Sanitation Safety Procedures
These are basic safety procedures, and are not meant to be comprehensive instructions. They are only basic guidelines to give a general idea of safe chemical handling and sanitation safety practices. Specific areas may require specific safety procedures. To print on a single page, set all margins to 0, on Print Preview.
1. Make certain to wear the proper safety apparel when working on the job and conducting sanitation cleaning procedures. This safety equipment includes proper footwear (rubber boots), rain suit, quality rubber (or equivalent) gloves, and hard hat/bump cap, as required at a specific plant. Proper eye protection is to be worn whenever mixing, applying, or removing chemical detergents and/or sanitizers. This is to include hand-scrubbing as well as foaming/spray application of detergents and/or sanitizers. Eye protection is defined as goggles or face shield. Ear plugs may also be required by plant management.
2. Never mix any detergent or sanitizer products together, unless specifically trained by plant management, and/or detergent company representative. Toxic solutions, or gasses may be created. For instance: A chlorine (bleach) based detergent mixed with an acidic compound will produce hazardous chlorine gas.
3. When mixing a powder with water always mix the powder into water. Do NOT add water to a powder. This procedure means that a weaker solution is made stronger as chemical powder is added, instead of starting with the strongest solution first and making more dilute. This helps to prevent a chemical eruption from the solution.
4. If a chemical solution comes into contact with the skin or eyes, flush with cool low pressure water for at least 15 minutes. In the event of eye contact, use an approved eye wash station. Immediately inform management of any detergent/sanitizer contact with eyes or skin, after initial 15 minute water flush.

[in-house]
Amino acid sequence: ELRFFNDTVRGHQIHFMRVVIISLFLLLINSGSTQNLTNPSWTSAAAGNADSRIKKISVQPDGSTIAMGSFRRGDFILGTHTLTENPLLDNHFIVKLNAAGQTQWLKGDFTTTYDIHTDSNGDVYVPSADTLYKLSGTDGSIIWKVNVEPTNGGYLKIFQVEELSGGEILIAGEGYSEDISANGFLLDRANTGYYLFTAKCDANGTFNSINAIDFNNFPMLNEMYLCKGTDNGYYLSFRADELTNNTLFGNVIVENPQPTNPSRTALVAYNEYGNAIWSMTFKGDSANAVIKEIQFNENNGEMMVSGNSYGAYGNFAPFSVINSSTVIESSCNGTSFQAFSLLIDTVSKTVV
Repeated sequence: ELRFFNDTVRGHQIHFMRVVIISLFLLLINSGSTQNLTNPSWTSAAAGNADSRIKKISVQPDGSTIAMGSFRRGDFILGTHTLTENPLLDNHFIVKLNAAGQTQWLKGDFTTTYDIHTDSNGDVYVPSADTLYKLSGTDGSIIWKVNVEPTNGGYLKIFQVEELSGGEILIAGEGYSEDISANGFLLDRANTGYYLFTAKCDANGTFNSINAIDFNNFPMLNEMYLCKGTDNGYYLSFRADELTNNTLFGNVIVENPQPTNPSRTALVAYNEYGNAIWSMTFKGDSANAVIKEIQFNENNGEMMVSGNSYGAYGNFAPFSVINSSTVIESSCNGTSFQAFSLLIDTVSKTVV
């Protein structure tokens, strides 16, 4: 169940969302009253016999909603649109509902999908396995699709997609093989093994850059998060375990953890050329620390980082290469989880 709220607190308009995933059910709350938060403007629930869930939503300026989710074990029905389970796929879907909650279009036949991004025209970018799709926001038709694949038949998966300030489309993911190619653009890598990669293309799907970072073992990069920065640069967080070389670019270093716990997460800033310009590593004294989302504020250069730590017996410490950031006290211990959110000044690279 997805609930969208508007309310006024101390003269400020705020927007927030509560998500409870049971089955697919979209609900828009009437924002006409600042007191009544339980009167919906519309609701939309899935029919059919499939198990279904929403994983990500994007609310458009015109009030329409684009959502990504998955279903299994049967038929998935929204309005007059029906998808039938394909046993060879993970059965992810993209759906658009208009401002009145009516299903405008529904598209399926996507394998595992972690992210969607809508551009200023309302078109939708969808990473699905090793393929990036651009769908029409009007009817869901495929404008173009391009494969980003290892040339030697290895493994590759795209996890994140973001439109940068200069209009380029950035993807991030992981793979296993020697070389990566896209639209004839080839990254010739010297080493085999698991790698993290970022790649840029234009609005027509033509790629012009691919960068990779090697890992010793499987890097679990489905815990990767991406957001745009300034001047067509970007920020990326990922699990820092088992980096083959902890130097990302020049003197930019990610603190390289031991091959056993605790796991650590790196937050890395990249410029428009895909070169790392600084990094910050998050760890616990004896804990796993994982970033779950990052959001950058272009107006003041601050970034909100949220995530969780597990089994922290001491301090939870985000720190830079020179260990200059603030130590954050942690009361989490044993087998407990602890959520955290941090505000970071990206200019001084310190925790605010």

5. If a noxious or hazardous gas is released (ammonia or chlorine), evacuate the plant according to proper evacuation instructions. Inform fellow employees and management, while evacuating. Do NOT try to handle a chemical/ammonia gas release yourself. There are people who are trained and equipped to conduct this. In short, if it hurts to breathe…leave.
6. Never spray water into an electrical box, or open electrical connections. Electrocution may occur.
7. Make certain to follow proper lock-out procedures before cleaning moving equipment, as directed by plant management.
8. Be aware of emergency shut-offs on all equipment you are cleaning. Also, take the time to find out how to shut off equipment that fellow sanitation employees are cleaning, and vice versa. This is good common sense and teamwork.
9. Do NOT engage in horseplay. Seemingly harmless pranks (ie-hose shots) can have tragic safety consequences. Safety is not a joke.
10. Your safety, and the safety of others, is a personal responsibility as well as a plant management responsibility. Fore-thought and common sense in your work habits can, and will, prevent accidents. Be a part of an accident free sanitation department. All accidents are preventable.
We, at LW Chemicals, Inc., stand ready to assist your sanitation operation, and provide more comprehensive information on cleaning, upon the utilization of our services. Contact us today.